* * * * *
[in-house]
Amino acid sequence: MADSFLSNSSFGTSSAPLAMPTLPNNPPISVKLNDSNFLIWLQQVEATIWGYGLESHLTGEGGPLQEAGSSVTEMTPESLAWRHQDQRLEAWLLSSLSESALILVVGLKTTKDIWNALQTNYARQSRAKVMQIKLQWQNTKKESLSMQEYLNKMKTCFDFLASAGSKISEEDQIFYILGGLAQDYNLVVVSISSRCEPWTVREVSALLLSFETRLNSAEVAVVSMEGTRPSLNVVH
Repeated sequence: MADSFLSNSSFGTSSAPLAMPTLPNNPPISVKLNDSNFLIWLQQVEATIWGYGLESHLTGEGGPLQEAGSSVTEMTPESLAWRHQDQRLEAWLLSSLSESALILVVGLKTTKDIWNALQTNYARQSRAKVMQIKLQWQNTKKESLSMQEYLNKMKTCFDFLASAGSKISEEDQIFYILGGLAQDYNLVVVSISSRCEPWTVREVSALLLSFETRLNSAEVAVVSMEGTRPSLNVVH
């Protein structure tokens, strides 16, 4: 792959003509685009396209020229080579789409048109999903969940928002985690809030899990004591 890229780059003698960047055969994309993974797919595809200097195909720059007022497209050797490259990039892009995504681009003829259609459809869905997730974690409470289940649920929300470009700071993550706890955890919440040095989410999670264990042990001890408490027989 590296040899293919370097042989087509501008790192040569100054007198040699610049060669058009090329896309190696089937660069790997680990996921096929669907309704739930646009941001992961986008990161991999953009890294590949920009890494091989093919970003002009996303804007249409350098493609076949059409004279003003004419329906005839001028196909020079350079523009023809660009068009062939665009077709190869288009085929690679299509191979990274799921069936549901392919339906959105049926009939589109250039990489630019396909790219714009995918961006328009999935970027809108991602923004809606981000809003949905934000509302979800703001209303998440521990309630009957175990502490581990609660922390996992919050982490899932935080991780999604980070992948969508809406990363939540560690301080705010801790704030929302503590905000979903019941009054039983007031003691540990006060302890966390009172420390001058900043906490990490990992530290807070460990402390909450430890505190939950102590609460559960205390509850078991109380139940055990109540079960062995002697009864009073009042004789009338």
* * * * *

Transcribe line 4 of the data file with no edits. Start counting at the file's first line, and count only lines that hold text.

């Protein structure tokens, strides 16, 4: 792959003509685009396209020229080579789409048109999903969940928002985690809030899990004591 890229780059003698960047055969994309993974797919595809200097195909720059007022497209050797490259990039892009995504681009003829259609459809869905997730974690409470289940649920929300470009700071993550706890955890919440040095989410999670264990042990001890408490027989 590296040899293919370097042989087509501008790192040569100054007198040699610049060669058009090329896309190696089937660069790997680990996921096929669907309704739930646009941001992961986008990161991999953009890294590949920009890494091989093919970003002009996303804007249409350098493609076949059409004279003003004419329906005839001028196909020079350079523009023809660009068009062939665009077709190869288009085929690679299509191979990274799921069936549901392919339906959105049926009939589109250039990489630019396909790219714009995918961006328009999935970027809108991602923004809606981000809003949905934000509302979800703001209303998440521990309630009957175990502490581990609660922390996992919050982490899932935080991780999604980070992948969508809406990363939540560690301080705010801790704030929302503590905000979903019941009054039983007031003691540990006060302890966390009172420390001058900043906490990490990992530290807070460990402390909450430890505190939950102590609460559960205390509850078991109380139940055990109540079960062995002697009864009073009042004789009338």